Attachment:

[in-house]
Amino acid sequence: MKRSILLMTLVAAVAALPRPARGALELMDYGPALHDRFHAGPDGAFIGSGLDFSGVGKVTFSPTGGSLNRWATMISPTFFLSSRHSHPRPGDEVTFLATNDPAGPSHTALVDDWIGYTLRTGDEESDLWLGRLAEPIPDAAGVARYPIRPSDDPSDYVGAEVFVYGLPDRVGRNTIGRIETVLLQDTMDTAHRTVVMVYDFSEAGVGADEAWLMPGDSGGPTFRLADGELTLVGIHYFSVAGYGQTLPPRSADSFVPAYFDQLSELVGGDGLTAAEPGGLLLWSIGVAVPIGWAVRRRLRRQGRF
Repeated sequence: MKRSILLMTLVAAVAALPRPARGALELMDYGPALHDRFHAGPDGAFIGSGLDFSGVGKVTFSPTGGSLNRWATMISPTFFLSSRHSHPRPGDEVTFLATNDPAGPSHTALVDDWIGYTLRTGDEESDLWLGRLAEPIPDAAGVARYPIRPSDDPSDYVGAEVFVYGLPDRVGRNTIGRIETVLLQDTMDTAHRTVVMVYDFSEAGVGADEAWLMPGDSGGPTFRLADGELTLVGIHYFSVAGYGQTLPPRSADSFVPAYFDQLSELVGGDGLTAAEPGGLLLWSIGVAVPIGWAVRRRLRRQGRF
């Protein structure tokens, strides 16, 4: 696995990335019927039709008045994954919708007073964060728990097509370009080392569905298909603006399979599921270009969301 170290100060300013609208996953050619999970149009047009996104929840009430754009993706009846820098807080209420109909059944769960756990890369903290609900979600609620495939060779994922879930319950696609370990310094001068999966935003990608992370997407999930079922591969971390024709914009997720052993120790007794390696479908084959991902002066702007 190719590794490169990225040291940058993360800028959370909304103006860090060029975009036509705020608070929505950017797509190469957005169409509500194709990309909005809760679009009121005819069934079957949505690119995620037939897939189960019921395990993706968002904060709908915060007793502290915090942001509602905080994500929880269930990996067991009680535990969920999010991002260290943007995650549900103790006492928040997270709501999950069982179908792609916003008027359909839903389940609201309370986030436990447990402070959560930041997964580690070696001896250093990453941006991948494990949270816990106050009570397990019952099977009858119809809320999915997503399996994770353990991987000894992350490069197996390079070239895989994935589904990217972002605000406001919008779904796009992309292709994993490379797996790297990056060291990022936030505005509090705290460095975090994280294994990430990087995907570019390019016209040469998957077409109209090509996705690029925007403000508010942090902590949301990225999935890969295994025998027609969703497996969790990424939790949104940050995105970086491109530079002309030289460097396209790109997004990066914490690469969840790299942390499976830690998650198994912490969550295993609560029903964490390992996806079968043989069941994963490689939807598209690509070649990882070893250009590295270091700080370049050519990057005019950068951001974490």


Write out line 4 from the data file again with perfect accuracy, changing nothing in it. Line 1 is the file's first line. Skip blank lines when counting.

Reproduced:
């Protein structure tokens, strides 16, 4: 696995990335019927039709008045994954919708007073964060728990097509370009080392569905298909603006399979599921270009969301 170290100060300013609208996953050619999970149009047009996104929840009430754009993706009846820098807080209420109909059944769960756990890369903290609900979600609620495939060779994922879930319950696609370990310094001068999966935003990608992370997407999930079922591969971390024709914009997720052993120790007794390696479908084959991902002066702007 190719590794490169990225040291940058993360800028959370909304103006860090060029975009036509705020608070929505950017797509190469957005169409509500194709990309909005809760679009009121005819069934079957949505690119995620037939897939189960019921395990993706968002904060709908915060007793502290915090942001509602905080994500929880269930990996067991009680535990969920999010991002260290943007995650549900103790006492928040997270709501999950069982179908792609916003008027359909839903389940609201309370986030436990447990402070959560930041997964580690070696001896250093990453941006991948494990949270816990106050009570397990019952099977009858119809809320999915997503399996994770353990991987000894992350490069197996390079070239895989994935589904990217972002605000406001919008779904796009992309292709994993490379797996790297990056060291990022936030505005509090705290460095975090994280294994990430990087995907570019390019016209040469998957077409109209090509996705690029925007403000508010942090902590949301990225999935890969295994025998027609969703497996969790990424939790949104940050995105970086491109530079002309030289460097396209790109997004990066914490690469969840790299942390499976830690998650198994912490969550295993609560029903964490390992996806079968043989069941994963490689939807598209690509070649990882070893250009590295270091700080370049050519990057005019950068951001974490």